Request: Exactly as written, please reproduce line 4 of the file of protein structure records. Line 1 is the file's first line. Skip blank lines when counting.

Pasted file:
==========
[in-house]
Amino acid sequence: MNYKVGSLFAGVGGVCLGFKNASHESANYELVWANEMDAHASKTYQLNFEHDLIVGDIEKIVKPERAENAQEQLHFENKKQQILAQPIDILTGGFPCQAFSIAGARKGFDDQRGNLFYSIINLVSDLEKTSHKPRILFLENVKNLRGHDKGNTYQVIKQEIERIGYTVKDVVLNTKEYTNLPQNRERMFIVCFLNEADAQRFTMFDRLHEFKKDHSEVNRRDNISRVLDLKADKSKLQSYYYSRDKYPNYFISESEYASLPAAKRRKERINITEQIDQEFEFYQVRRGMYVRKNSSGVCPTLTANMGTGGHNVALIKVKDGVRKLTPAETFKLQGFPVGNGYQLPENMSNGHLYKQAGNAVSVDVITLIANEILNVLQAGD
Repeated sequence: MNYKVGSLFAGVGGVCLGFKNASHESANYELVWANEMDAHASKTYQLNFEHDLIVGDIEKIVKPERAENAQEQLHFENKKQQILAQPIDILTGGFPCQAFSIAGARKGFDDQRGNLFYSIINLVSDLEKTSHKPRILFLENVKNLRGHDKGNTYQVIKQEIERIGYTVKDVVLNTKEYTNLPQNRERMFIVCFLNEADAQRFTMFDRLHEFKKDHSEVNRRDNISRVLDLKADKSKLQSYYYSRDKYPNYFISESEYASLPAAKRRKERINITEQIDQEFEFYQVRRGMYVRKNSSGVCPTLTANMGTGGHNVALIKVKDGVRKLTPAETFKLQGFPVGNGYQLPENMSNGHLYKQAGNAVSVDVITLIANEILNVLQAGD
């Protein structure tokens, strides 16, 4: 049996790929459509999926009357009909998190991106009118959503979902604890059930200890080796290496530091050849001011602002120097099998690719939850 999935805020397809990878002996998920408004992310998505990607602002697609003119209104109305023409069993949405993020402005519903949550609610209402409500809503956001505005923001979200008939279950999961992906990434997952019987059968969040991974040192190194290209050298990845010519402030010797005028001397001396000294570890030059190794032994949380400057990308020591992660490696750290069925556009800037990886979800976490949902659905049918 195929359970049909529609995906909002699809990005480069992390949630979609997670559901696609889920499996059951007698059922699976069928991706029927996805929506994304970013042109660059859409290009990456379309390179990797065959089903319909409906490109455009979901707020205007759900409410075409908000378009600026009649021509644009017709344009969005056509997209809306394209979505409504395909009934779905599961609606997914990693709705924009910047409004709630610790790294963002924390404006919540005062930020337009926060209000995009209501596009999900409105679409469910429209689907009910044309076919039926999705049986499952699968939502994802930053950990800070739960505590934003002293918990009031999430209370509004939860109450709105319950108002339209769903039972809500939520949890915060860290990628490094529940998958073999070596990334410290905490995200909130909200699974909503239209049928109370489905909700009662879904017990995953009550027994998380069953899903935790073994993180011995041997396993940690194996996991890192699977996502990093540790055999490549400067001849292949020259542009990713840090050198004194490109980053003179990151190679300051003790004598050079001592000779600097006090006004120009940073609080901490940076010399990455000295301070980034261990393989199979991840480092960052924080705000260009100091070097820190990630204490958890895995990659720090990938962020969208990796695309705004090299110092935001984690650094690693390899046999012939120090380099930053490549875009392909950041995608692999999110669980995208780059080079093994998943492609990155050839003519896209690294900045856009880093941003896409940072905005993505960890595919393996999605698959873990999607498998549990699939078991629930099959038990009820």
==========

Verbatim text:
């Protein structure tokens, strides 16, 4: 049996790929459509999926009357009909998190991106009118959503979902604890059930200890080796290496530091050849001011602002120097099998690719939850 999935805020397809990878002996998920408004992310998505990607602002697609003119209104109305023409069993949405993020402005519903949550609610209402409500809503956001505005923001979200008939279950999961992906990434997952019987059968969040991974040192190194290209050298990845010519402030010797005028001397001396000294570890030059190794032994949380400057990308020591992660490696750290069925556009800037990886979800976490949902659905049918 195929359970049909529609995906909002699809990005480069992390949630979609997670559901696609889920499996059951007698059922699976069928991706029927996805929506994304970013042109660059859409290009990456379309390179990797065959089903319909409906490109455009979901707020205007759900409410075409908000378009600026009649021509644009017709344009969005056509997209809306394209979505409504395909009934779905599961609606997914990693709705924009910047409004709630610790790294963002924390404006919540005062930020337009926060209000995009209501596009999900409105679409469910429209689907009910044309076919039926999705049986499952699968939502994802930053950990800070739960505590934003002293918990009031999430209370509004939860109450709105319950108002339209769903039972809500939520949890915060860290990628490094529940998958073999070596990334410290905490995200909130909200699974909503239209049928109370489905909700009662879904017990995953009550027994998380069953899903935790073994993180011995041997396993940690194996996991890192699977996502990093540790055999490549400067001849292949020259542009990713840090050198004194490109980053003179990151190679300051003790004598050079001592000779600097006090006004120009940073609080901490940076010399990455000295301070980034261990393989199979991840480092960052924080705000260009100091070097820190990630204490958890895995990659720090990938962020969208990796695309705004090299110092935001984690650094690693390899046999012939120090380099930053490549875009392909950041995608692999999110669980995208780059080079093994998943492609990155050839003519896209690294900045856009880093941003896409940072905005993505960890595919393996999605698959873990999607498998549990699939078991629930099959038990009820």